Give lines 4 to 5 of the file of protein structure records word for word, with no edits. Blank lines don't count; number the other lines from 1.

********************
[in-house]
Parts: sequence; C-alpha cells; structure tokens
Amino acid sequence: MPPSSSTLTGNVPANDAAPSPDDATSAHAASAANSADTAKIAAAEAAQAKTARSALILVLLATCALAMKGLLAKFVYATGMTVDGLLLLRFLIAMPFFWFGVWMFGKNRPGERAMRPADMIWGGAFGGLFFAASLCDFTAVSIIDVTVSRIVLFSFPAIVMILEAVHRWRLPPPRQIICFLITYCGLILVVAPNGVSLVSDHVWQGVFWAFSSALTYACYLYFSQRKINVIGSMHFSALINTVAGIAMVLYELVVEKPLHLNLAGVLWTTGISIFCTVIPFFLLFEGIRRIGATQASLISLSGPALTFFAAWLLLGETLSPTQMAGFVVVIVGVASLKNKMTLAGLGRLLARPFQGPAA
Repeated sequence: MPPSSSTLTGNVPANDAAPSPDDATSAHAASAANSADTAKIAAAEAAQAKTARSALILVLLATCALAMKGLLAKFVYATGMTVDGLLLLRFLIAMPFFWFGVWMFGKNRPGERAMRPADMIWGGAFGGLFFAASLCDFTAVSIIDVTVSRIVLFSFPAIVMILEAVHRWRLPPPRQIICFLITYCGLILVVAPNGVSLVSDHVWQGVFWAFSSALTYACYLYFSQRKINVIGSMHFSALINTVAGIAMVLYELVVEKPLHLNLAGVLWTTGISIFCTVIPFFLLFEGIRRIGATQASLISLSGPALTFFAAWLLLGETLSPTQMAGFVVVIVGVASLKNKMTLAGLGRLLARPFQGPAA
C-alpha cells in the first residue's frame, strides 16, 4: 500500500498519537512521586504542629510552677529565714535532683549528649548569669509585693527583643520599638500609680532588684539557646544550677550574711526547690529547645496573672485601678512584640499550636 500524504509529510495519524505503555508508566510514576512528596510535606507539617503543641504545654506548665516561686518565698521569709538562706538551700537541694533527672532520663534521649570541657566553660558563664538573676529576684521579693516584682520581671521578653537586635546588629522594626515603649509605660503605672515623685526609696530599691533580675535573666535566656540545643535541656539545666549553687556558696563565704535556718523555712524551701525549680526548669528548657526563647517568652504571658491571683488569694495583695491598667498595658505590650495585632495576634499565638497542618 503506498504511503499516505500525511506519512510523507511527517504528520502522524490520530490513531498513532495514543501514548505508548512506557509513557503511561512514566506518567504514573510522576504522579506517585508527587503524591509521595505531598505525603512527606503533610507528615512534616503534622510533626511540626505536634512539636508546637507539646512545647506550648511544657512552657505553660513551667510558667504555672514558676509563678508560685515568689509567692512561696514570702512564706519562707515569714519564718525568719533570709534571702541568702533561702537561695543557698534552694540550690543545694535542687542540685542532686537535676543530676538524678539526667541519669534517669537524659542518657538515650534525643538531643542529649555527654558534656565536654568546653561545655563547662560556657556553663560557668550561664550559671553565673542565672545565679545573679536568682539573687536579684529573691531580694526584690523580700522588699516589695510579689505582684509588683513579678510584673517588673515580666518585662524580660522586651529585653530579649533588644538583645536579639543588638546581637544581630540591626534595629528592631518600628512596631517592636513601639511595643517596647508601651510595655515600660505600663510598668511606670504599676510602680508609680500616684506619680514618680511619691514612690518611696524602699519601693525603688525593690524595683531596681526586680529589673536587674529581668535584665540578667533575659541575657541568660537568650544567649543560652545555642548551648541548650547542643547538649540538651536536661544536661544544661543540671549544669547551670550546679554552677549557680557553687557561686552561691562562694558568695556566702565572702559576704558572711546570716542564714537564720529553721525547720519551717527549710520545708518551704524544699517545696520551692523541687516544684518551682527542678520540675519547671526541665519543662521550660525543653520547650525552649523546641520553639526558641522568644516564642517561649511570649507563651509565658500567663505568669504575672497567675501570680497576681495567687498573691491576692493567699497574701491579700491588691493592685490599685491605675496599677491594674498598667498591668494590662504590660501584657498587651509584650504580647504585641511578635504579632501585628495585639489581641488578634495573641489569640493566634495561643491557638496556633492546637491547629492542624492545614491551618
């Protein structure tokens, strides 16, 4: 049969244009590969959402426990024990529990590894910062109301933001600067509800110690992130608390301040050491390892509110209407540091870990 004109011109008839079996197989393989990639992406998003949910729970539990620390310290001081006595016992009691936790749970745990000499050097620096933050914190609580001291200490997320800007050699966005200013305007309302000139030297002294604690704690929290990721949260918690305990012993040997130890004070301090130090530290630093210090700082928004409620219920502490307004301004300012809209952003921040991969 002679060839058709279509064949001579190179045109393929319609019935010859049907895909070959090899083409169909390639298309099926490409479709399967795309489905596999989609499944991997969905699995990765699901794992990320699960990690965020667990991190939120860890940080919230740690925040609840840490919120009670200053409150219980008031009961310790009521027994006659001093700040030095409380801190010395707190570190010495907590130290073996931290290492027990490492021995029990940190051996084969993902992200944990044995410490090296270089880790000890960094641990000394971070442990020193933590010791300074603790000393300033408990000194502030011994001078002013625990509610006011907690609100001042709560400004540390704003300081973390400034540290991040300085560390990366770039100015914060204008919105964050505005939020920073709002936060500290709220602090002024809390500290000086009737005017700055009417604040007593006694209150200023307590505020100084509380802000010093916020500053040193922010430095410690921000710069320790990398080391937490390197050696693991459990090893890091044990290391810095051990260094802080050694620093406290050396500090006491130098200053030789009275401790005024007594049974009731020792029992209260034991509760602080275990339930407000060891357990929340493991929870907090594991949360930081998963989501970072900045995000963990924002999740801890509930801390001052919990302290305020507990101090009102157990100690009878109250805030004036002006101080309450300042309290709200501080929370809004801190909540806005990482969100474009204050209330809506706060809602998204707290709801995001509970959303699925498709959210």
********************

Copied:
Repeated sequence: MPPSSSTLTGNVPANDAAPSPDDATSAHAASAANSADTAKIAAAEAAQAKTARSALILVLLATCALAMKGLLAKFVYATGMTVDGLLLLRFLIAMPFFWFGVWMFGKNRPGERAMRPADMIWGGAFGGLFFAASLCDFTAVSIIDVTVSRIVLFSFPAIVMILEAVHRWRLPPPRQIICFLITYCGLILVVAPNGVSLVSDHVWQGVFWAFSSALTYACYLYFSQRKINVIGSMHFSALINTVAGIAMVLYELVVEKPLHLNLAGVLWTTGISIFCTVIPFFLLFEGIRRIGATQASLISLSGPALTFFAAWLLLGETLSPTQMAGFVVVIVGVASLKNKMTLAGLGRLLARPFQGPAA
C-alpha cells in the first residue's frame, strides 16, 4: 500500500498519537512521586504542629510552677529565714535532683549528649548569669509585693527583643520599638500609680532588684539557646544550677550574711526547690529547645496573672485601678512584640499550636 500524504509529510495519524505503555508508566510514576512528596510535606507539617503543641504545654506548665516561686518565698521569709538562706538551700537541694533527672532520663534521649570541657566553660558563664538573676529576684521579693516584682520581671521578653537586635546588629522594626515603649509605660503605672515623685526609696530599691533580675535573666535566656540545643535541656539545666549553687556558696563565704535556718523555712524551701525549680526548669528548657526563647517568652504571658491571683488569694495583695491598667498595658505590650495585632495576634499565638497542618 503506498504511503499516505500525511506519512510523507511527517504528520502522524490520530490513531498513532495514543501514548505508548512506557509513557503511561512514566506518567504514573510522576504522579506517585508527587503524591509521595505531598505525603512527606503533610507528615512534616503534622510533626511540626505536634512539636508546637507539646512545647506550648511544657512552657505553660513551667510558667504555672514558676509563678508560685515568689509567692512561696514570702512564706519562707515569714519564718525568719533570709534571702541568702533561702537561695543557698534552694540550690543545694535542687542540685542532686537535676543530676538524678539526667541519669534517669537524659542518657538515650534525643538531643542529649555527654558534656565536654568546653561545655563547662560556657556553663560557668550561664550559671553565673542565672545565679545573679536568682539573687536579684529573691531580694526584690523580700522588699516589695510579689505582684509588683513579678510584673517588673515580666518585662524580660522586651529585653530579649533588644538583645536579639543588638546581637544581630540591626534595629528592631518600628512596631517592636513601639511595643517596647508601651510595655515600660505600663510598668511606670504599676510602680508609680500616684506619680514618680511619691514612690518611696524602699519601693525603688525593690524595683531596681526586680529589673536587674529581668535584665540578667533575659541575657541568660537568650544567649543560652545555642548551648541548650547542643547538649540538651536536661544536661544544661543540671549544669547551670550546679554552677549557680557553687557561686552561691562562694558568695556566702565572702559576704558572711546570716542564714537564720529553721525547720519551717527549710520545708518551704524544699517545696520551692523541687516544684518551682527542678520540675519547671526541665519543662521550660525543653520547650525552649523546641520553639526558641522568644516564642517561649511570649507563651509565658500567663505568669504575672497567675501570680497576681495567687498573691491576692493567699497574701491579700491588691493592685490599685491605675496599677491594674498598667498591668494590662504590660501584657498587651509584650504580647504585641511578635504579632501585628495585639489581641488578634495573641489569640493566634495561643491557638496556633492546637491547629492542624492545614491551618